Regarding community involvement and especially for those of us that develop or invest in real estate, I believe we should see ourselves as stewards of the community in which we live and work. Personally, I’ve been lucky to have worked in Denver -- a city I love! We have an obligation to engage with the communities we touch in a profound way. One’s involvement more broadly in both industry and civic activities enable us to be much more fluent in what’s important to the community. Lastly, such involvement affords young professionals the chance to develop leadership skills in a low-risk way. 

For example, I sat on the board of Children’s Hospital Colorado, as Treasurer and Vice Chair, and which enabled me to build relationships in the broader community with business leaders. It also enabled me to try on leadership skills within a very sophisticated organization and helped me grow as a leader. For those of us affecting community landscapes, community service is our obligation but also one that affords meaningful professional development and growth. 

Jessica: After 40 years in CRE, several market cycles, and hundreds of projects, is there a project or experience that taught you a valuable lesson and potentially impacted your outlook or approach going forward?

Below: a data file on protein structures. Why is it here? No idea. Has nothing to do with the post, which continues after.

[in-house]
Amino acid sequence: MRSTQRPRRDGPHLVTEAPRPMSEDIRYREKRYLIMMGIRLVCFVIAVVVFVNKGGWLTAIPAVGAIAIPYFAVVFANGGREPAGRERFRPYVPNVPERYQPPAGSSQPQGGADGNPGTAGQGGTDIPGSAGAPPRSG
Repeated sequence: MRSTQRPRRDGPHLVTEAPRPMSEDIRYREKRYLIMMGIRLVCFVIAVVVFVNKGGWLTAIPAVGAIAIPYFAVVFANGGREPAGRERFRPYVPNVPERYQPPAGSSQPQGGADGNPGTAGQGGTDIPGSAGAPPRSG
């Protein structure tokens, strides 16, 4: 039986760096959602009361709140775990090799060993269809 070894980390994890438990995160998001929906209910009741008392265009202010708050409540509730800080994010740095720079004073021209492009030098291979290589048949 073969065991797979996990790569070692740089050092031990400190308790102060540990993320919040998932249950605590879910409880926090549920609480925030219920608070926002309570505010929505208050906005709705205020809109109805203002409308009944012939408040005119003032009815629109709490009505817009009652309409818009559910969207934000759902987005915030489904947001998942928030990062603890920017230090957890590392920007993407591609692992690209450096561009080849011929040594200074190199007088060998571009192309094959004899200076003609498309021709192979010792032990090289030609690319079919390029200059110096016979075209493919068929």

Ann: There are so many to choose from, but Crossroads Commerce Park comes to mind as a project example. Crossroads Commerce Park was a brownfield industrial site that ultimately showed me the power of public and private sector collaboration. The City of Denver, Adams County, CDPHE and the EPA were all involved in this site that had a fence around it for 20 years in the middle of a neighborhood. When the public and private sectors are on the same side of the fence, it’s amazing what can be accomplished. The public sector was passionate about cleaning up the environmental contamination, the community welcomed the improvements such as the addition of lighting and landscaping, and Adams County sought economic development and job growth. Now a top-notch 1.0 million square foot industrial park, Crossroads has won numerous awards from NAIOP, ULI, EPA and the National American Planning Association; and we intentionally invited our public sector stakeholders to accept the awards with us because it was truly an example of public/private partnership.